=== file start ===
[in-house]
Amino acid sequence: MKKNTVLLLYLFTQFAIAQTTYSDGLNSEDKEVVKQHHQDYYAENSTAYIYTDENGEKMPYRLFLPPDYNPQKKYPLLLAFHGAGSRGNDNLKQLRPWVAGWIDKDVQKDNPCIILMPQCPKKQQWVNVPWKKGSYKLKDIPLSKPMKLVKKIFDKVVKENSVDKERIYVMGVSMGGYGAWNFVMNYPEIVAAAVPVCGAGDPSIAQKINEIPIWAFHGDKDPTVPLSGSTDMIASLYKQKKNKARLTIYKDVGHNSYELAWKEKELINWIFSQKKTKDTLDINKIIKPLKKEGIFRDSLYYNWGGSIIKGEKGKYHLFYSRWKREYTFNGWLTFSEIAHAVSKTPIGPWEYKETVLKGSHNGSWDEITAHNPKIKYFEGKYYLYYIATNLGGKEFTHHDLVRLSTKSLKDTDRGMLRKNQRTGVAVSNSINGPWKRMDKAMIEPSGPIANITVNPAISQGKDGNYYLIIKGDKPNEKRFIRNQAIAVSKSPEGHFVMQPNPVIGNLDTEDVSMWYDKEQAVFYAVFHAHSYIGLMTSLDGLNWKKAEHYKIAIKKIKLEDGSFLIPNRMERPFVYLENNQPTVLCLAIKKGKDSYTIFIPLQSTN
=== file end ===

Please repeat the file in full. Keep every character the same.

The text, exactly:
[in-house]
Amino acid sequence: MKKNTVLLLYLFTQFAIAQTTYSDGLNSEDKEVVKQHHQDYYAENSTAYIYTDENGEKMPYRLFLPPDYNPQKKYPLLLAFHGAGSRGNDNLKQLRPWVAGWIDKDVQKDNPCIILMPQCPKKQQWVNVPWKKGSYKLKDIPLSKPMKLVKKIFDKVVKENSVDKERIYVMGVSMGGYGAWNFVMNYPEIVAAAVPVCGAGDPSIAQKINEIPIWAFHGDKDPTVPLSGSTDMIASLYKQKKNKARLTIYKDVGHNSYELAWKEKELINWIFSQKKTKDTLDINKIIKPLKKEGIFRDSLYYNWGGSIIKGEKGKYHLFYSRWKREYTFNGWLTFSEIAHAVSKTPIGPWEYKETVLKGSHNGSWDEITAHNPKIKYFEGKYYLYYIATNLGGKEFTHHDLVRLSTKSLKDTDRGMLRKNQRTGVAVSNSINGPWKRMDKAMIEPSGPIANITVNPAISQGKDGNYYLIIKGDKPNEKRFIRNQAIAVSKSPEGHFVMQPNPVIGNLDTEDVSMWYDKEQAVFYAVFHAHSYIGLMTSLDGLNWKKAEHYKIAIKKIKLEDGSFLIPNRMERPFVYLENNQPTVLCLAIKKGKDSYTIFIPLQSTN